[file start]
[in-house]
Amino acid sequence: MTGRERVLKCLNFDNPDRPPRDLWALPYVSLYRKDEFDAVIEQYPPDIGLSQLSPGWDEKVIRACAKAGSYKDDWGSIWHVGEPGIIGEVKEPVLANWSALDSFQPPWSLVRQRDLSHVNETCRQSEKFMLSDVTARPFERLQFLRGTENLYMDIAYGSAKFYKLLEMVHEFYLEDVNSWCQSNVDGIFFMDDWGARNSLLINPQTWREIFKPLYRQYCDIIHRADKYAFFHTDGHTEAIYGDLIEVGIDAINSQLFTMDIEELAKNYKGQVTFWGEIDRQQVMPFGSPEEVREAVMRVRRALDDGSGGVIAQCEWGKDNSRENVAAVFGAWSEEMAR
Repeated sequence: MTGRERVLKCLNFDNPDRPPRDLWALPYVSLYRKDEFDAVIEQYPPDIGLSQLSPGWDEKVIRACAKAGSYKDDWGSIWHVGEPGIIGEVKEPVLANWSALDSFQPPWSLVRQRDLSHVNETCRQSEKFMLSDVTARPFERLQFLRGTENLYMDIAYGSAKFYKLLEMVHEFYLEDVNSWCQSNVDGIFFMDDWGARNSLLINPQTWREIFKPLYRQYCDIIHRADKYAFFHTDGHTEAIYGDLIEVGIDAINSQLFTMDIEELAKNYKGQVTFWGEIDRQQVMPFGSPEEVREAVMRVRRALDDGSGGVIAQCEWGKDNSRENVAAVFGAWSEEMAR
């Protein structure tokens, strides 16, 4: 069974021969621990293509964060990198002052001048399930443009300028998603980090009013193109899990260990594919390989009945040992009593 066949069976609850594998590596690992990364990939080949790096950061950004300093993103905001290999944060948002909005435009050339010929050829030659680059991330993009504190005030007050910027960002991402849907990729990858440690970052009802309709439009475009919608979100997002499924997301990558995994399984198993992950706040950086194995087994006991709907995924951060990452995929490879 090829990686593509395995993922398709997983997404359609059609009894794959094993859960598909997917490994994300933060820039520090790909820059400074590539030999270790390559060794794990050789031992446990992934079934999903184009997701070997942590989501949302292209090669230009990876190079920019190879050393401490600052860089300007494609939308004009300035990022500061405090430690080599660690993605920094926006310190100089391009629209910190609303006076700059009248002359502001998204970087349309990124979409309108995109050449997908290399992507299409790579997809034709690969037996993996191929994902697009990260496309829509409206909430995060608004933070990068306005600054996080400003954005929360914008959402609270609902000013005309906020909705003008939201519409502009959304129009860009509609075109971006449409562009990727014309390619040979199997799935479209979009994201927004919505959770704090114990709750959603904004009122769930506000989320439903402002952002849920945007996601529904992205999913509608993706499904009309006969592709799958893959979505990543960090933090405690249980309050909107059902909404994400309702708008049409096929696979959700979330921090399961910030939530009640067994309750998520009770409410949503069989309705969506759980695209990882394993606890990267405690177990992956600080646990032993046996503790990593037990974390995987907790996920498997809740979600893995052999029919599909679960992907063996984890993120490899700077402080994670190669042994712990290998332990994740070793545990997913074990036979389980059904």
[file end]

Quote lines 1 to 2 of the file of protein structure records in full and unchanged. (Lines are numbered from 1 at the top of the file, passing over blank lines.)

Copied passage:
[in-house]
Amino acid sequence: MTGRERVLKCLNFDNPDRPPRDLWALPYVSLYRKDEFDAVIEQYPPDIGLSQLSPGWDEKVIRACAKAGSYKDDWGSIWHVGEPGIIGEVKEPVLANWSALDSFQPPWSLVRQRDLSHVNETCRQSEKFMLSDVTARPFERLQFLRGTENLYMDIAYGSAKFYKLLEMVHEFYLEDVNSWCQSNVDGIFFMDDWGARNSLLINPQTWREIFKPLYRQYCDIIHRADKYAFFHTDGHTEAIYGDLIEVGIDAINSQLFTMDIEELAKNYKGQVTFWGEIDRQQVMPFGSPEEVREAVMRVRRALDDGSGGVIAQCEWGKDNSRENVAAVFGAWSEEMAR